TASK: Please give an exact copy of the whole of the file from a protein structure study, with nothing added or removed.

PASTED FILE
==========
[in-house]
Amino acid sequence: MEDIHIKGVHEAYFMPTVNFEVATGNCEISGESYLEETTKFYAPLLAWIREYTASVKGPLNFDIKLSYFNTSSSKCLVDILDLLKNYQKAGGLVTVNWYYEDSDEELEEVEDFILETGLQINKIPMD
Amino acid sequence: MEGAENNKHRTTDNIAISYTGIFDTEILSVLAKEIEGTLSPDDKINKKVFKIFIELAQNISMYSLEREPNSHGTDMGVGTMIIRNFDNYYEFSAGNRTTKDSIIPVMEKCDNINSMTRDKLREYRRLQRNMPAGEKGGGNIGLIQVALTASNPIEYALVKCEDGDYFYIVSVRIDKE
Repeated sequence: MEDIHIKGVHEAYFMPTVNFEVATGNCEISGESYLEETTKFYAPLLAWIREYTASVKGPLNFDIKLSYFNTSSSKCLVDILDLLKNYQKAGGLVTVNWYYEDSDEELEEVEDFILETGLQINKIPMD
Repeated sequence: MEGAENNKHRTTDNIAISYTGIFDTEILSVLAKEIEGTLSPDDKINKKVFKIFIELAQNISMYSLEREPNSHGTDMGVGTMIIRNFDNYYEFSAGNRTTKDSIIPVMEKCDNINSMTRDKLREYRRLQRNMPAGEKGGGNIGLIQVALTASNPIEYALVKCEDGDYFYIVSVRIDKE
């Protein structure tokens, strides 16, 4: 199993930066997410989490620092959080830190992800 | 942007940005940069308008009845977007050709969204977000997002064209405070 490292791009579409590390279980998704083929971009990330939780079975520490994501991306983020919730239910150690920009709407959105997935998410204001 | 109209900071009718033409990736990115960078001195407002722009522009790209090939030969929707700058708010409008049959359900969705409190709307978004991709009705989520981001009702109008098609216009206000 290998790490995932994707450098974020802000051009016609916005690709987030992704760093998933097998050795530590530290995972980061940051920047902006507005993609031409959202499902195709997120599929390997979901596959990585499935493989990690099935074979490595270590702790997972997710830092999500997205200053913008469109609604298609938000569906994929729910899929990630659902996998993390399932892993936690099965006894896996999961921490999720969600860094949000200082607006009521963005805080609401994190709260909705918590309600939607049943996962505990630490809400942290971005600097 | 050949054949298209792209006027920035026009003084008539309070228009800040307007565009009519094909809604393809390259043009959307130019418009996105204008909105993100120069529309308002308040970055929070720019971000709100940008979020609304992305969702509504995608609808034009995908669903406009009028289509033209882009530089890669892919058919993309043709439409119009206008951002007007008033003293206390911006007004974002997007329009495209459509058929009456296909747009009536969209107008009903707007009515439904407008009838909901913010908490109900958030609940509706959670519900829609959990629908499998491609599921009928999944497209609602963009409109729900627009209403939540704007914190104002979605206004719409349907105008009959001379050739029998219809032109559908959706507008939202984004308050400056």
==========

[in-house]
Amino acid sequence: MEDIHIKGVHEAYFMPTVNFEVATGNCEISGESYLEETTKFYAPLLAWIREYTASVKGPLNFDIKLSYFNTSSSKCLVDILDLLKNYQKAGGLVTVNWYYEDSDEELEEVEDFILETGLQINKIPMD
Amino acid sequence: MEGAENNKHRTTDNIAISYTGIFDTEILSVLAKEIEGTLSPDDKINKKVFKIFIELAQNISMYSLEREPNSHGTDMGVGTMIIRNFDNYYEFSAGNRTTKDSIIPVMEKCDNINSMTRDKLREYRRLQRNMPAGEKGGGNIGLIQVALTASNPIEYALVKCEDGDYFYIVSVRIDKE
Repeated sequence: MEDIHIKGVHEAYFMPTVNFEVATGNCEISGESYLEETTKFYAPLLAWIREYTASVKGPLNFDIKLSYFNTSSSKCLVDILDLLKNYQKAGGLVTVNWYYEDSDEELEEVEDFILETGLQINKIPMD
Repeated sequence: MEGAENNKHRTTDNIAISYTGIFDTEILSVLAKEIEGTLSPDDKINKKVFKIFIELAQNISMYSLEREPNSHGTDMGVGTMIIRNFDNYYEFSAGNRTTKDSIIPVMEKCDNINSMTRDKLREYRRLQRNMPAGEKGGGNIGLIQVALTASNPIEYALVKCEDGDYFYIVSVRIDKE
């Protein structure tokens, strides 16, 4: 199993930066997410989490620092959080830190992800 | 942007940005940069308008009845977007050709969204977000997002064209405070 490292791009579409590390279980998704083929971009990330939780079975520490994501991306983020919730239910150690920009709407959105997935998410204001 | 109209900071009718033409990736990115960078001195407002722009522009790209090939030969929707700058708010409008049959359900969705409190709307978004991709009705989520981001009702109008098609216009206000 290998790490995932994707450098974020802000051009016609916005690709987030992704760093998933097998050795530590530290995972980061940051920047902006507005993609031409959202499902195709997120599929390997979901596959990585499935493989990690099935074979490595270590702790997972997710830092999500997205200053913008469109609604298609938000569906994929729910899929990630659902996998993390399932892993936690099965006894896996999961921490999720969600860094949000200082607006009521963005805080609401994190709260909705918590309600939607049943996962505990630490809400942290971005600097 | 050949054949298209792209006027920035026009003084008539309070228009800040307007565009009519094909809604393809390259043009959307130019418009996105204008909105993100120069529309308002308040970055929070720019971000709100940008979020609304992305969702509504995608609808034009995908669903406009009028289509033209882009530089890669892919058919993309043709439409119009206008951002007007008033003293206390911006007004974002997007329009495209459509058929009456296909747009009536969209107008009903707007009515439904407008009838909901913010908490109900958030609940509706959670519900829609959990629908499998491609599921009928999944497209609602963009409109729900627009209403939540704007914190104002979605206004719409349907105008009959001379050739029998219809032109559908959706507008939202984004308050400056």